No, not watercolours like staff member Trevor O’Keefe might use to paint a Florida Sea Base sunset. I mean water colors, as in the colors of the ocean. Blue water usually represents clarity, great visibility, but possibly a bit cooler water. Green water is usually a little warmer, but offers less visibility. Milky green means zero visibility. (And don’t forget, “brown, brown, run aground”.)
I had to go to town yesterday. As I passed over the bridges I was not surprised to see a milky green ocean. The high winds for the past several days is the culprit. The wind obviously generates waves. The waves stir the white sand on the bottom. The white sand mixes with the green water and voilà, milky green water with zero visibility. You might think that this would only apply in very shallow water. But you would be underestimating the strength of the water and the wave action.
Consider this. The wreck of the USS Spiegel Grove sits in 134′ of sea water. The Spiegel Grove is 510′ long, and has a beam of 84′. She displaces 8,899 long tons when empty and carried a crew of 330. Hurricane Dennis, not a particularly strong system when passing through the Keys, picked the Spiegel Grove off the bottom and flipped her from being on her side to an upright position.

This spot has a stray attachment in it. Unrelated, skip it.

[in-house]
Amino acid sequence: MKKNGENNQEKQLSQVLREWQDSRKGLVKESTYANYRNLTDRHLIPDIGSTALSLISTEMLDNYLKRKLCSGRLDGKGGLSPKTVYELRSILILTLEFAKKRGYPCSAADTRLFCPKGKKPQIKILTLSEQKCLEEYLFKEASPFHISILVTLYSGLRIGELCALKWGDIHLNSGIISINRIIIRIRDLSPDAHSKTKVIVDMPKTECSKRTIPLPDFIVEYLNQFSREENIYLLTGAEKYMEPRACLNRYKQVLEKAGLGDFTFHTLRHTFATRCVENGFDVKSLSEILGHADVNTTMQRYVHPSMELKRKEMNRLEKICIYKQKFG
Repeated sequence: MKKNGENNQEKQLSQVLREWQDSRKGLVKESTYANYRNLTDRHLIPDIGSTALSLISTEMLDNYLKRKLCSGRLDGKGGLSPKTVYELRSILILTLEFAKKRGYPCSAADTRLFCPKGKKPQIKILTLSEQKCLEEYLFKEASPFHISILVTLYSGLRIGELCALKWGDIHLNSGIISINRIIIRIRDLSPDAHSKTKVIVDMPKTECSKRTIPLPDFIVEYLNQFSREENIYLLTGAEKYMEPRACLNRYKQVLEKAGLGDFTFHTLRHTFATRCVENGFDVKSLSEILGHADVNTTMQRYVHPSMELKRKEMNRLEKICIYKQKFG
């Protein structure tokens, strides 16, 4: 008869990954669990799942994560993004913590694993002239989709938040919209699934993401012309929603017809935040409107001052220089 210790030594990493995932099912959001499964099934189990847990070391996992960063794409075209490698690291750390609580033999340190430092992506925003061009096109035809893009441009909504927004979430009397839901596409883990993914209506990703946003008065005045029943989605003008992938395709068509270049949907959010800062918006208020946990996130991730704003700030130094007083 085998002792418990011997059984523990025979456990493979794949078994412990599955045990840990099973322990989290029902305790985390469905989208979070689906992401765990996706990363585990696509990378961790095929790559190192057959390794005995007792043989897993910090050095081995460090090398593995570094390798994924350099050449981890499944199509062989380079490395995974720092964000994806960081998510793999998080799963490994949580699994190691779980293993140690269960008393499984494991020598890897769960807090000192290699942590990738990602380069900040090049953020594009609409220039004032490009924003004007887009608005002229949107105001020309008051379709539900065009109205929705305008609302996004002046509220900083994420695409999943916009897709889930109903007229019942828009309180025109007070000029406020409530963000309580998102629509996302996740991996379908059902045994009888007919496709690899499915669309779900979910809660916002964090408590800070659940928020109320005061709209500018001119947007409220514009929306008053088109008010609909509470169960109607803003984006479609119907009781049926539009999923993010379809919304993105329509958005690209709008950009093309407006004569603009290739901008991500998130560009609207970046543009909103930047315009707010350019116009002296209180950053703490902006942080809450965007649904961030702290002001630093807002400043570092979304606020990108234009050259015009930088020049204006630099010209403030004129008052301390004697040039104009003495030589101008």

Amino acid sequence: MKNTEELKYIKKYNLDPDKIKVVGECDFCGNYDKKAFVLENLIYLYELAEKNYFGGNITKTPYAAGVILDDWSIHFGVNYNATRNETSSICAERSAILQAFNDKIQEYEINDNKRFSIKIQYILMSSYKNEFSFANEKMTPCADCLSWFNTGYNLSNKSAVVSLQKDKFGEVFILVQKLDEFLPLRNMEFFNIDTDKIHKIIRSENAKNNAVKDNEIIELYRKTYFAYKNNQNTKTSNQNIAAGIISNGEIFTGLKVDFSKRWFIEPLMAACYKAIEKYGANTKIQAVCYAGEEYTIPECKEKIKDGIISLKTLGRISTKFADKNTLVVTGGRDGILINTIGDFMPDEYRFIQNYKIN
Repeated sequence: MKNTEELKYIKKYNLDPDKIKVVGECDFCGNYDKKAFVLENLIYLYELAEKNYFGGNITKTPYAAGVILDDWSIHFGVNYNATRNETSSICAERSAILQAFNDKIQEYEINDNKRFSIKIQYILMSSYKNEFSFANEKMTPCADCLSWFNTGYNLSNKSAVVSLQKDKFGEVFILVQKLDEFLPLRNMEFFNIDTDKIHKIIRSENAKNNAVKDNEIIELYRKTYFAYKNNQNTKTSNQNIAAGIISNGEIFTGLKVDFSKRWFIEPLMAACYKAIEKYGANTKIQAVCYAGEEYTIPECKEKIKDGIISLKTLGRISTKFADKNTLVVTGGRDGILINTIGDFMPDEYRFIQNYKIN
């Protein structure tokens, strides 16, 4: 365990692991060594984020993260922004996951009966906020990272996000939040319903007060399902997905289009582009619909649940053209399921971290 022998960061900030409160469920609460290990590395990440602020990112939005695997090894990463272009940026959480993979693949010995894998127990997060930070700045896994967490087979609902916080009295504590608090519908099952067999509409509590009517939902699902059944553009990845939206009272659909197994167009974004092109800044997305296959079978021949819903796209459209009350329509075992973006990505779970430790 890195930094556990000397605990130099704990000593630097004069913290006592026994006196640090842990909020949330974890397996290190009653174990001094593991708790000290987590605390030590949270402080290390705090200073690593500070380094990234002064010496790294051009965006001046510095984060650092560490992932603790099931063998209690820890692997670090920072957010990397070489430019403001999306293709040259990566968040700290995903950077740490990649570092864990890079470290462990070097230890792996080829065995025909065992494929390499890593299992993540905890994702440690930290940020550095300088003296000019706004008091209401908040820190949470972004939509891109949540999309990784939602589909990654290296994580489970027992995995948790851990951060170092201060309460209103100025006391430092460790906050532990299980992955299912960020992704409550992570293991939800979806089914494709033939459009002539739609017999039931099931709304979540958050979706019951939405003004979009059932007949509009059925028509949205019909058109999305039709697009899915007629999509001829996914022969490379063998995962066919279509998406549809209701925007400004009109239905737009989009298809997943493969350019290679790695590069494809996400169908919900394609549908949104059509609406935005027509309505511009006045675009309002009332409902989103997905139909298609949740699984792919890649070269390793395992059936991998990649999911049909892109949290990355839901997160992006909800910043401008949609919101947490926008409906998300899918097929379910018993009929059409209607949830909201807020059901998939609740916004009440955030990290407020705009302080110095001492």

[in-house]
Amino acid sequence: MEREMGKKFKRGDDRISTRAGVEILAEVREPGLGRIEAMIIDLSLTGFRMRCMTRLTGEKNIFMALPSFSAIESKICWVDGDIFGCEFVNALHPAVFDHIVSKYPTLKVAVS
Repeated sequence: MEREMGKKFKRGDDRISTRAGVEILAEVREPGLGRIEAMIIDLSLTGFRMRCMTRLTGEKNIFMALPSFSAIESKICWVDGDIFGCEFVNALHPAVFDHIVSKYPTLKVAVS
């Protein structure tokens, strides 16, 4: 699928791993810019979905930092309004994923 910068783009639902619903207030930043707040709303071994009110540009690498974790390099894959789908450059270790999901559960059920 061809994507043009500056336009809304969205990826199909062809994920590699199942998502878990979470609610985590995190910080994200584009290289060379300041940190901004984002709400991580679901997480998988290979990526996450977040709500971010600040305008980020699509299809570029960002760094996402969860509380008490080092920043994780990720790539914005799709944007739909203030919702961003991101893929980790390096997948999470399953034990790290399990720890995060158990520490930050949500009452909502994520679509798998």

So, the wind keeps howling and the water is milky green. But today is a new day. The wind is laying down a bit and may drop to 10 knots today. Just a couple of days with wind speeds below 15 knots will greatly improve the water conditions. Hope for the best, prepare for the worst.
Captain Dennis and Dr. Ellen Wyatt arrived last night. If was a great joy to visit with them for bout an hour. Captain Alex Bergstedt and Richard Goldman also arrived, but too late for me to be able to carry on an intelligent conversation.
I’m running late this morning. Have a great day.
Capt. Steve Willis
Professional Scuba Bum™
Aboard S/V Escape